There should be no personal and institutional discrimination
against individuals on the basis of age.
From the moment of birth each of us is involved in the process of aging. That is one thing we can all count on. As we live on, our bodies inevitably undergo some subtle and often visible changes. Somewhere along the way we are deemed “old,” based on popular social definitions held by those who are chronologically younger. Often such social definitions bear little relation to and draw enjoyment from the society of which we are a part. Census statistics show a dramatic increase in the proportion of persons who have entered “old age” in this century. (Old age is arbitrarily, but commonly, considered to commence at age sixty-five.) Statistics on life expectancy have led to predictions of further dramatic increases in the number and proportions of the population who will enter old age by the year 2012 and beyond.
Biological and social definitions of aging
Aging is a natural and inevitable biological process, one that begins at birth. With increases in chronological age, all people undergo physiological changes - some visible, others hidden – that precede an end to life. Physical appearance undergoes a marked alteration with time, including the loss of skin elasticity, the appearance of wrinkles, the graying of hair (because of pigment loss), and signs of frailty. Hidden changes may affect sight and hearing. The circulatory, respiratory, and other major body systems lose their operating efficiency. Susceptibility to illness and disease increases, and aging persons may lose their ability to combat sickness as well as when they were younger. The rate of biological aging varies among individuals. Thus, a given chronological age does not automatically dictate when the types of changes involved in aging will occur. As yet poorly understood genetic factors may contribute to variations in the aging process among different persons. Certainly environmental influences play a role. One’s life-style, dietary and nutritional practices, exercise habits, amount of exposure to physically harmful conditions and substances, access to adequate health care services, and degree of contact with psychologically stressful experiences are thought to affect the biology of aging. Hence, older persons are in reality a heterogeneous group in physiological terms. Despite this heterogeneity and the wide differences in mental and physical capacity associated with it, members of society tend to share a common view of when old age commences. This social definition of old age is largely chronologically based and is accompanied by a set of often erroneous assumptions about persons who are reaching their later years. In general, old age is thought to commence at age 65. This view has been encouraged by the institutionalization of 65 as the age of eligibility for certain federal social insurance benefits, such as social security and the age of mandatory retirement from employment. While an individual may be no different at age 65 than at age 64, except in chronological years, by social definition this one year arbitrarily signals old age. Some people think that those who are over 65 move and think slowly. Such people are not considered to be creative. They are bound to themselves and to their past and can no longer change or grow. They can learn neither well nor swiftly and if they could, they would not wish to... They enter a second childhood, caught up in increasing egocentricity… they become irritable and cantankerous, yet shallow and enfeebled. Reaching chronological age 65 does not automatically mean entering into a state of “mental and physical failure.”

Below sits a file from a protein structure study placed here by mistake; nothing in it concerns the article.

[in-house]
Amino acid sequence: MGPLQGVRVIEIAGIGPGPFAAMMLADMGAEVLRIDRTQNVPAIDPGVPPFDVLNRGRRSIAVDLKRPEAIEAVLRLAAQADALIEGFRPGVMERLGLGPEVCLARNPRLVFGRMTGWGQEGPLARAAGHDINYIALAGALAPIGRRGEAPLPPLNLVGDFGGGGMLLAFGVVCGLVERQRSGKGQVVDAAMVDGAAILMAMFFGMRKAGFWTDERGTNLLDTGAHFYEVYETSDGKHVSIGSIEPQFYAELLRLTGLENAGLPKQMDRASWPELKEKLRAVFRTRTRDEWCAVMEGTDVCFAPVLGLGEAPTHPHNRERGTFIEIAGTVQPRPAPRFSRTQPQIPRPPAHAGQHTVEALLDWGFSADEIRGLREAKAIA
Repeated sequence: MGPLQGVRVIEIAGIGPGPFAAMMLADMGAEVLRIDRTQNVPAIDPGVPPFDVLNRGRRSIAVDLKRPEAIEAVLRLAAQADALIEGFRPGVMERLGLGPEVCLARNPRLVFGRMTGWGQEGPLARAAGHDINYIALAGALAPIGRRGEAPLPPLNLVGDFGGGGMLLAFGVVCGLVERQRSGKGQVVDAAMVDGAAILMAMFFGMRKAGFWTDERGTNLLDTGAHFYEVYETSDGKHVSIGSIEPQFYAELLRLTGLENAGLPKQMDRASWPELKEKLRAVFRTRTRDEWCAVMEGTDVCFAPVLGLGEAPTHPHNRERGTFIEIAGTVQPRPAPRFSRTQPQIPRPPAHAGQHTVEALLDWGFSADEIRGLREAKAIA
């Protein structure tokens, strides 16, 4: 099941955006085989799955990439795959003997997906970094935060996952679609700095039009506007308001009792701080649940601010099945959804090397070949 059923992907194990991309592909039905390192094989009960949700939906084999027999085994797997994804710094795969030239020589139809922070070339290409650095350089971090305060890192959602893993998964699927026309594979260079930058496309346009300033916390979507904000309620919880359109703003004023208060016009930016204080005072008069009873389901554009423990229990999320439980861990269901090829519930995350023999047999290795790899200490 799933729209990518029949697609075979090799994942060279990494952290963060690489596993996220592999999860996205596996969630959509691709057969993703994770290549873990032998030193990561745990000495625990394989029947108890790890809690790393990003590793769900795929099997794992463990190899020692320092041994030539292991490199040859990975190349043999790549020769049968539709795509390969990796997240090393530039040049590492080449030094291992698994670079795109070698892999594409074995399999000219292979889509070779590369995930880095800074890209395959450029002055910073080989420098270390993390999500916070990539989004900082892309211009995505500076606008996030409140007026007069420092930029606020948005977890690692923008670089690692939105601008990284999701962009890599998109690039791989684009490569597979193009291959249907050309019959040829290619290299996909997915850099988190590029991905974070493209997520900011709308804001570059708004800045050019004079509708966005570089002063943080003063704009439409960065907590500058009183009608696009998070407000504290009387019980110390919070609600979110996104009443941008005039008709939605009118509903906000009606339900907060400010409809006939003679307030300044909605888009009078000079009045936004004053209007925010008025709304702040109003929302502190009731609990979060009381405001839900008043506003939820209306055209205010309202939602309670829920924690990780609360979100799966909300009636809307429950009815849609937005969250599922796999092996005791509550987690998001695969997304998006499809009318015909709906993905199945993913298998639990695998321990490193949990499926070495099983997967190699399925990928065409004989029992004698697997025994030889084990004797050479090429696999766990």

The social definitions bearing on old age also differ by gender. While gray hair for a man who is aging is likely to give him a “distinguished appearance,” for a woman it is a sign of “getting old.” Because of our social and cultural emphasis on women's role as a sex object, any movement away from the artificial mass-media ideal of youth and feminine beauty is widely considered a step toward old age, as well a as step down. Whole industries (cosmetics, hair styling, clothing, and footwear) thrive on women’s commercially induced fear of age obsolescence. The mass media do not maintain an artificial ideal of youthful beauty for males with anywhere near the intensity that they do for females. Socially, women are informally defined as old at an earlier age than men. This dual standard has a variety of ramifications. Older men may freely marry women who are chronologically much younger without drawing social criticism, but older women may not marry younger men with such freedom.
The social definition of women as being old chronologically earlier than men also has significance in the sphere of employment. There is widespread subtle discrimination toward the hiring of women whose appearance is within or not far from the artificial mass-media ideal of youthful beauty. This is particularly the case in situations where employed women are expected to have extensive public contact by virtue of the work performed. But it is also the case that many male employers believe it is within their prerogative to include “decorating the office” as one unspoken criterion for who will be hired. Many older women face difficulty in finding employment, and this difficulty is not necessarily related to their job skills or record of work experience. Again men have an advantage in not being as constrained in employment opportunities by such invisible, discriminatory standards. The social definitions of old age arbitrarily set the beginning of old age at 65, lump a heterogeneous group of older persons together as “mental and physical failures,” and treat women as old at earlier ages than men. These social definitions affect millions of people.